Smartphone Energy Drain in the Wild: Measurement, Analysis and Optimizations
The limited battery life of modern smartphones remains a leading factor adversely affecting the user experience. To extend battery life, it is critical to understand where and how battery drains under normal usage. This thesis presents the first large-scale measurement study of smartphone energy drain in the wild, and makes contributions on measurement study methodology, analysis, and optimizations of smartphone energy drain under real world usage. Firstly, we conduct the first extensive measurement and modeling of energy drain of 1520 smartphones. We develop a hybrid power model to enable such a measurement study. Using the collected traces, we present detailed analysis of how CPU time and energy are spent. Motivated by a major finding of the measurement study, that background activities drains 24% of smartphone battery, we study how to optimize the background energy. We develop a metric to measure the usefulness of background activities and present a system called HUSH that monitors the metric and automatically identifies and suppresses useless background activities. Motivated by another major finding of the measurement study, that 12.5% of daily energy was incurred by cellular maintenance, this thesis presents, to our knowledge, the first measurement study of modem behavior on smartphones in the wild. We first present a fine-grain event-based modem power model. We further analyze modem energy on 12 real users utilizing the developed power model. Our study gives the first insight into modem behavior and energy drain in the wild under operational context and exposes opportunities for optimization of modem chipset implementation.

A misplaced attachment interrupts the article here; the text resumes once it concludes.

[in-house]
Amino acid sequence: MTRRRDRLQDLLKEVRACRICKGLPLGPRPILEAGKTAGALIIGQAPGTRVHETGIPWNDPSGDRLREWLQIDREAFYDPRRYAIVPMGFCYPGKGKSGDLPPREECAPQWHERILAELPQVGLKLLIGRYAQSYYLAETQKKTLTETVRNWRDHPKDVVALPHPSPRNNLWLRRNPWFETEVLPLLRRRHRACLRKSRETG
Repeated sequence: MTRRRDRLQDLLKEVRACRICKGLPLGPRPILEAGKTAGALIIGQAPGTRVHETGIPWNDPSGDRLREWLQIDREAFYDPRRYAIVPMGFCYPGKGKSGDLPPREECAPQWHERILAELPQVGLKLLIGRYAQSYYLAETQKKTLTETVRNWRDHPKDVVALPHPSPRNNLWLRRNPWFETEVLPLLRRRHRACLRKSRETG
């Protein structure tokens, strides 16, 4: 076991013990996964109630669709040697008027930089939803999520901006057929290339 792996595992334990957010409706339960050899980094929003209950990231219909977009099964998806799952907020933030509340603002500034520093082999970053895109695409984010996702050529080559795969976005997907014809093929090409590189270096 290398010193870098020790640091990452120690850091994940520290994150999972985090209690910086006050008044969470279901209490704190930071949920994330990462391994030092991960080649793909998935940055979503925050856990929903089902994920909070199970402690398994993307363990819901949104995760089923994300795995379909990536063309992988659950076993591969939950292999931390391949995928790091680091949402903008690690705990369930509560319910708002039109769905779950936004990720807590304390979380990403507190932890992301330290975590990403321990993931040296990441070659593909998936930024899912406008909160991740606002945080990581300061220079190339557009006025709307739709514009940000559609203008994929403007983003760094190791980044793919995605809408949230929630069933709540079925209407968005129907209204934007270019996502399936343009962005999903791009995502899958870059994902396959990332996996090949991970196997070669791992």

Hu, Purdue University.
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